Testifying and Consulting Experts. The identity, mental impressions, and opinions of a consulting expert whose mental impressions and opinions have not been reviewed by a testifying expert are not discoverable. A party may discover the following information regarding a testifying expert or regarding a consulting expert whose mental impressions or opinions have been reviewed by a testifying expert:
(1) the expert's name, address, and telephone number;
(2) the subject matter on which a testifying expert will testify;
(3) the facts known by the expert that relate to or form the basis of the expert's mental impressions and opinions formed or made in connection with the case in which the discovery is sought, regardless of when and how the factual information was acquired;
(4) the expert's mental impressions and opinions formed or made in connection with the case in which discovery is sought, and any methods used to derive them;
(5) any bias of the witness;
(6) all documents, tangible things, reports, models, or data compilations that have been provided to, reviewed by, or prepared by or for the expert in anticipation of a testifying expert's testimony;
(7) the expert's current resume and bibliography.
Tex.R. Civ. P. 192.3(e).
Because the documents in question are the product and/or documentation of the mental impressions of a testifying expert and because the Texas Rules of Civil Procedure provide that any information regarding a testifying expert's mental impressions or opinions are discoverable regardless of when and how the information was acquired, we hold that the ruling of the trial court constitutes a clear abuse of discretion. See Tex.R. Civ. P. 192.3(e)(3), (4), and (6).
B. No Adequate Remedy by Appeal
An appellate court will deny mandamus relief if another remedy, usually appeal, is available and adequate. See Street v. Second Court of Appeals, 715 S.W.2d 638, 639-40 (Tex.1986)(orig.proceeding). Mandamus will not issue where there is “a clear and adequate remedy at law, such as a normal appeal.” Walker, 827 S.W.2d at 840 (quoting State v. Walker, 679 S.W.2d 484, 485 (Tex.1984)). Mandamus is intended to be an extraordinary remedy, available only in limited circumstances. The writ will issue “only in situations involving manifest and urgent necessity and not for grievances that may be addressed by other remedies.” Holloway v. Fifth Court of Appeals, 767 S.W.2d 680, 684 (Tex.1989)(quoting James Sales, Original Jurisdiction of the Supreme Court and the Courts of Civil Appeals of Texas in Appellate Procedure in Texas § 1.4(1)(b) at 47 [2d ed.1979] ).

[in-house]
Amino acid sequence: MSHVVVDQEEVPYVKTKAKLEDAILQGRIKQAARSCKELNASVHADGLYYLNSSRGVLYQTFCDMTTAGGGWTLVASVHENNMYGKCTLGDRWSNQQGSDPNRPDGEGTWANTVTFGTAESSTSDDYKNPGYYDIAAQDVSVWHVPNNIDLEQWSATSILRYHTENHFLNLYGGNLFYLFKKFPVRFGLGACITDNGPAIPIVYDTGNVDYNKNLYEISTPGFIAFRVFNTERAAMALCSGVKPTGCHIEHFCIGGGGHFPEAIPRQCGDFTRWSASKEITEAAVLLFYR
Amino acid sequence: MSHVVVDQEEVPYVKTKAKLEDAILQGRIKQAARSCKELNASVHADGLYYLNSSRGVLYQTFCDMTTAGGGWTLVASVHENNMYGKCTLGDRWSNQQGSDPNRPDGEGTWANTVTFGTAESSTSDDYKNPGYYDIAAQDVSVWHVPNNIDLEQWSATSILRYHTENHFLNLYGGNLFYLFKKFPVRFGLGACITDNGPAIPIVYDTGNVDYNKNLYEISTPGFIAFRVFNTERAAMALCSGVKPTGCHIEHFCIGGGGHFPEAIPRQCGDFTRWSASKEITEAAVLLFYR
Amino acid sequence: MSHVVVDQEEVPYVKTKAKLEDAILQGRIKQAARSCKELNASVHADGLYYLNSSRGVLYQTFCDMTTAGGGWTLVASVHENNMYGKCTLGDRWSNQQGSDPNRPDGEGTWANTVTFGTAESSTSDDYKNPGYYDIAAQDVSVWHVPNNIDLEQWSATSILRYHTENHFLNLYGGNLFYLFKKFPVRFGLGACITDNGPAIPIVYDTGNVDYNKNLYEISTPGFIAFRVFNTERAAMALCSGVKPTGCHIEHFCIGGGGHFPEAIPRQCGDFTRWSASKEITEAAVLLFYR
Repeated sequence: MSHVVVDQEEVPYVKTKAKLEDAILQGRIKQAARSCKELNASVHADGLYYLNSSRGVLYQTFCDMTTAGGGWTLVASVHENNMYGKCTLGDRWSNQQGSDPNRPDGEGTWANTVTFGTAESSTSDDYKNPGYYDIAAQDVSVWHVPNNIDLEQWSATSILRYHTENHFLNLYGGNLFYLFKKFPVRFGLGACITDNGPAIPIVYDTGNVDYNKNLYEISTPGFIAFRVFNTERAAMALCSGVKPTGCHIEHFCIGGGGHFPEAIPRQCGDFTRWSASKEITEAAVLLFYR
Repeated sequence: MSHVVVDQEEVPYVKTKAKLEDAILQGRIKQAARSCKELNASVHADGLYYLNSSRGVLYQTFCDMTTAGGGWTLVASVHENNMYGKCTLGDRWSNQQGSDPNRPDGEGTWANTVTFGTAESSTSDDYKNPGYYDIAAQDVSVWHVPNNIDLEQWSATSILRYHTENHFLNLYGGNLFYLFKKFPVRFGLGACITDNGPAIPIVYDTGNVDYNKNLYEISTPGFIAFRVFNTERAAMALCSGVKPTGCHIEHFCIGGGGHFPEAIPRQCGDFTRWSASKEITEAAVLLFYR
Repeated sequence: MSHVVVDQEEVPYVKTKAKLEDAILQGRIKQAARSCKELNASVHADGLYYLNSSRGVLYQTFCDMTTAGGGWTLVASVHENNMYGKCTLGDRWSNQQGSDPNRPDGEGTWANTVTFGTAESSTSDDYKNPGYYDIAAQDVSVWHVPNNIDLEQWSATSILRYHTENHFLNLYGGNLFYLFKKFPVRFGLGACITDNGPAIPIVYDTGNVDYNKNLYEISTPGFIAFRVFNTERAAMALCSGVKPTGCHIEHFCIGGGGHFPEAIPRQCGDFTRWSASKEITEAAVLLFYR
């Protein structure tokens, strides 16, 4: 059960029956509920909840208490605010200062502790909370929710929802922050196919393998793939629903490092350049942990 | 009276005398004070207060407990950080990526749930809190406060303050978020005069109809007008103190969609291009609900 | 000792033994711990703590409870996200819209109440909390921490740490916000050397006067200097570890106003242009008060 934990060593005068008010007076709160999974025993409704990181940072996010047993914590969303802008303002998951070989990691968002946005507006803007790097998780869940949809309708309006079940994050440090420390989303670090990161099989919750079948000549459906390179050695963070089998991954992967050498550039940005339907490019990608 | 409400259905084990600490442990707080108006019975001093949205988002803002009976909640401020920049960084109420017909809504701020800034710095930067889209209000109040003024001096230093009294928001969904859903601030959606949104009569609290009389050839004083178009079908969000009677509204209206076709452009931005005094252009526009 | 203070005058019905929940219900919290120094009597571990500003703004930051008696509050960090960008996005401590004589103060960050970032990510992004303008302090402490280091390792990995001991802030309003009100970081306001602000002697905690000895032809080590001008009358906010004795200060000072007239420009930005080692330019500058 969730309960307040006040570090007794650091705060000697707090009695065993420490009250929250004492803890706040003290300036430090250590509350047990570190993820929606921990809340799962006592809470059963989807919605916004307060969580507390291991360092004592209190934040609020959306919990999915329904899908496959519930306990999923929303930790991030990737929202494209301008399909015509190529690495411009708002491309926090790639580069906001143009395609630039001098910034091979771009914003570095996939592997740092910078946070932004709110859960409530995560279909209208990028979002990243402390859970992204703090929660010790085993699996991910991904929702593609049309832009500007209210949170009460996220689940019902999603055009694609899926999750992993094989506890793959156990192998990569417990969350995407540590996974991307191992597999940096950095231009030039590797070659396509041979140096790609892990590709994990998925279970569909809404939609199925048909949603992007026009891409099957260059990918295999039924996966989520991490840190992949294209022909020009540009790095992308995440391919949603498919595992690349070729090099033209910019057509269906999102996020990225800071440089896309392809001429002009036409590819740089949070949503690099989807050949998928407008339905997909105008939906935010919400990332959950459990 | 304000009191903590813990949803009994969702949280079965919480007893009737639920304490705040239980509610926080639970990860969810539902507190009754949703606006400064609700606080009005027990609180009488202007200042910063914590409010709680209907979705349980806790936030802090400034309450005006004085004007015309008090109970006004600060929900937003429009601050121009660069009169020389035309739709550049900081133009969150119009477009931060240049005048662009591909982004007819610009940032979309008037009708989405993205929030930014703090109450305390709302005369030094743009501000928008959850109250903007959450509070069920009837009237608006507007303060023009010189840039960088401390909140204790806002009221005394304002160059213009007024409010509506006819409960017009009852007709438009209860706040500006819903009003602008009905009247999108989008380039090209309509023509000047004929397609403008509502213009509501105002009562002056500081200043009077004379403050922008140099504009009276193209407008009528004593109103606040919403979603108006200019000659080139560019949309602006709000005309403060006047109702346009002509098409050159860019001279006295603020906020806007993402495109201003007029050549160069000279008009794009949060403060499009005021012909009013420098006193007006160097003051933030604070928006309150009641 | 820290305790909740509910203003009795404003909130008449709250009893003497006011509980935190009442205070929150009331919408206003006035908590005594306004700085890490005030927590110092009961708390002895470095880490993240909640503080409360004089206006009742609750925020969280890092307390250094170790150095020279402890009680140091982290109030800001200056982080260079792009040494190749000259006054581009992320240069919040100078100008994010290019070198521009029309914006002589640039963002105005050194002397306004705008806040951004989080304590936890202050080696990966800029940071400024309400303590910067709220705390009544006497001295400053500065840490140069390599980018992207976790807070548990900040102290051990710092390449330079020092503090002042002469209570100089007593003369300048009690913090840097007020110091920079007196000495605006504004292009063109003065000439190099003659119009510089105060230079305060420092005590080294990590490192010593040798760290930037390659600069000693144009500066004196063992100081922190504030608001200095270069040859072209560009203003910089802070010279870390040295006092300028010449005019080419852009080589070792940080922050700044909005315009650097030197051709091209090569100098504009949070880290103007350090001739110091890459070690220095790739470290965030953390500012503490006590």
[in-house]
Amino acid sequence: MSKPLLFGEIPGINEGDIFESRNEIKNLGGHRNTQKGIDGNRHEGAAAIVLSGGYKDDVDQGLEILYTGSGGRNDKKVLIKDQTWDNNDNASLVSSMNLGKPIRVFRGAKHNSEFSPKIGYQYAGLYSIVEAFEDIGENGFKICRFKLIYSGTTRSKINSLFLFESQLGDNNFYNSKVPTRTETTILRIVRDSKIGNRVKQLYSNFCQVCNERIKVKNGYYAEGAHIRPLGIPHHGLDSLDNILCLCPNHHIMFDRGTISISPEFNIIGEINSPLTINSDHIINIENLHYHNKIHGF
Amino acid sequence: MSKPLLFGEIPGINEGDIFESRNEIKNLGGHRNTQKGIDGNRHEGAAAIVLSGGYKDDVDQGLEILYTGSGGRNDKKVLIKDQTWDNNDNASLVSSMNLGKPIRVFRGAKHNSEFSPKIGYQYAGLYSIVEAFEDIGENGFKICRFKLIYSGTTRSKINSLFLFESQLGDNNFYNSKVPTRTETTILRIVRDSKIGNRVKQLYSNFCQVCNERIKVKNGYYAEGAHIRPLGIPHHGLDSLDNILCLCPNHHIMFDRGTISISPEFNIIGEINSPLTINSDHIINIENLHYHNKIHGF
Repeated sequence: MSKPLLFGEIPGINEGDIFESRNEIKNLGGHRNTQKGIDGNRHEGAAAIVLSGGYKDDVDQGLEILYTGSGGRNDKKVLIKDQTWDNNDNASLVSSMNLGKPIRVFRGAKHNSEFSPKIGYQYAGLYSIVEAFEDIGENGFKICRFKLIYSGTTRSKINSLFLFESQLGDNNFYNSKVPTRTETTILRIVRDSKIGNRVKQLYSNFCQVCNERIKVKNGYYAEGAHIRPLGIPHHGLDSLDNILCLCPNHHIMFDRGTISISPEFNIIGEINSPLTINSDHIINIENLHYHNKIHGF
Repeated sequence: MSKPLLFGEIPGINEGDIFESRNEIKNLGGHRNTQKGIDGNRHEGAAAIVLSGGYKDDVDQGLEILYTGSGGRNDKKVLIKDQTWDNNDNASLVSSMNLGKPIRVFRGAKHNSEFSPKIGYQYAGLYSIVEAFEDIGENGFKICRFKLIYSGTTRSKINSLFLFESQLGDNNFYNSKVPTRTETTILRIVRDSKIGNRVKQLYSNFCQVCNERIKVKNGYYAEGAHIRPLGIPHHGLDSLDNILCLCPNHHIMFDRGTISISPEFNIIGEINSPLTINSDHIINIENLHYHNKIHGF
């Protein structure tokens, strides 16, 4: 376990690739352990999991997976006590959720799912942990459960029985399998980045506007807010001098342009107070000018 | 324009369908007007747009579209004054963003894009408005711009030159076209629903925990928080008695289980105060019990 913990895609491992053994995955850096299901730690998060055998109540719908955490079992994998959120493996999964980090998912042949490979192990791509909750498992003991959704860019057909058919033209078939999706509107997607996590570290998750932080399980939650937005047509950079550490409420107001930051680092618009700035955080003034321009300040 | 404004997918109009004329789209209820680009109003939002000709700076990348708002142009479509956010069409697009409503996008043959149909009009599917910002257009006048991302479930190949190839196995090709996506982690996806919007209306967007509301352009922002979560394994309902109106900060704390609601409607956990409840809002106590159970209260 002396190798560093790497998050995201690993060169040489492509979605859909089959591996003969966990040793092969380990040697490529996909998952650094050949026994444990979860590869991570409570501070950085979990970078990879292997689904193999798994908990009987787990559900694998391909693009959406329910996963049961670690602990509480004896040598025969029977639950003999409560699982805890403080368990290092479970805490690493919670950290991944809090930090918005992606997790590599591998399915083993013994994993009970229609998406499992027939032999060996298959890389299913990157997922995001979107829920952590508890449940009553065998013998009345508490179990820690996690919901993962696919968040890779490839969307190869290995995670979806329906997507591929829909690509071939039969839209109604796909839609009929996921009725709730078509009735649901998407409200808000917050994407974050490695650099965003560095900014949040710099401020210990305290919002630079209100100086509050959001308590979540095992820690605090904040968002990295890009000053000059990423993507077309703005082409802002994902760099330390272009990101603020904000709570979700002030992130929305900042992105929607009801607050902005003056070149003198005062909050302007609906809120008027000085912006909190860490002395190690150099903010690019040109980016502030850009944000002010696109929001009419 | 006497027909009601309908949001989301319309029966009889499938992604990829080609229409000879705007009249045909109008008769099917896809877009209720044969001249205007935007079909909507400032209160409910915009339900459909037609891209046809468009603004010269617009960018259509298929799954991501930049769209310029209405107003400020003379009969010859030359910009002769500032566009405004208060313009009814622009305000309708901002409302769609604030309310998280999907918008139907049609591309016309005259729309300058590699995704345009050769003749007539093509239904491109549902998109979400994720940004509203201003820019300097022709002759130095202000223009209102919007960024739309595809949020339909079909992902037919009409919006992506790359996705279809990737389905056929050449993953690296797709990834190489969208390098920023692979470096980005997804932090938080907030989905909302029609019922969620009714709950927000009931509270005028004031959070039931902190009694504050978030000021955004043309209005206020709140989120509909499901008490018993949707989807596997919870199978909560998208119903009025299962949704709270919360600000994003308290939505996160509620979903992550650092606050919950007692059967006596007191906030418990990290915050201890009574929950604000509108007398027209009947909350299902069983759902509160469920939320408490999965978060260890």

The Texas Supreme Court has noted three situations in the discovery context when an appeal is not an adequate remedy and when mandamus is proper. First, when the trial court erroneously orders the disclosure of privileged information that will materially affect the rights of the aggrieved party, such as documents protected by the attorney-client privilege, an appeal will not be an adequate remedy when the appellate court is unable to cure such error. See Walker, 827 S.W.2d at 843. Relators have made no such complaint in the matter before us.
Second, when the trial court disallows discovery and the missing discovery cannot be made part of the appellate record, thereby precluding appellate review, mandamus is a proper remedy. See id. Relators have made no such complaint in the matter before us.
Finally, where the party's ability to present a viable claim or defense is vitiated or severely compromised, appellate remedy may be inadequate. See id. Relators contend that they will be forced to defend the cause to disposition without the benefit of the subject documents, which will compromise their defenses and vitiate their ability to adequately prepare for trial. We agree and hold that Relators do not have an adequate remedy by appeal. Accordingly, we sustain Issue No. One.1
We conditionally grant the Relators' petition for writ of mandamus. Nonetheless, we are confident the trial court will comply with this order, thus writ will not issue unless it fails to vacate the order of September 18, 2000, and to grant Relators' Motion to Compel in its entirety.
1. Given our disposition of Issue No. One, we need not address Issue No. Two.
RICHARD BARAJAS, Chief Justice.